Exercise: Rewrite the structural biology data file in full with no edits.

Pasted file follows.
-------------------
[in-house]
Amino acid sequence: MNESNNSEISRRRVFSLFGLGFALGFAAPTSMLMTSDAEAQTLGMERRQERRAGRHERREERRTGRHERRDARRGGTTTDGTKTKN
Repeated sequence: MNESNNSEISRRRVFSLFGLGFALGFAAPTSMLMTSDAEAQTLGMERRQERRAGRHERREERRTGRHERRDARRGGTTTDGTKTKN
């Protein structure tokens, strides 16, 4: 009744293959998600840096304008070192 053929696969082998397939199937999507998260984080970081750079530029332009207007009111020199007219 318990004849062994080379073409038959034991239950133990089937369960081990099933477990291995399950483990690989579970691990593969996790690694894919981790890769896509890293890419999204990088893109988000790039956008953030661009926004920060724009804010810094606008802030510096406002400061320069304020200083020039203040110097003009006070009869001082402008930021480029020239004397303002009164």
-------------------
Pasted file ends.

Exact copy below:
[in-house]
Amino acid sequence: MNESNNSEISRRRVFSLFGLGFALGFAAPTSMLMTSDAEAQTLGMERRQERRAGRHERREERRTGRHERRDARRGGTTTDGTKTKN
Repeated sequence: MNESNNSEISRRRVFSLFGLGFALGFAAPTSMLMTSDAEAQTLGMERRQERRAGRHERREERRTGRHERRDARRGGTTTDGTKTKN
């Protein structure tokens, strides 16, 4: 009744293959998600840096304008070192 053929696969082998397939199937999507998260984080970081750079530029332009207007009111020199007219 318990004849062994080379073409038959034991239950133990089937369960081990099933477990291995399950483990690989579970691990593969996790690694894919981790890769896509890293890419999204990088893109988000790039956008953030661009926004920060724009804010810094606008802030510096406002400061320069304020200083020039203040110097003009006070009869001082402008930021480029020239004397303002009164």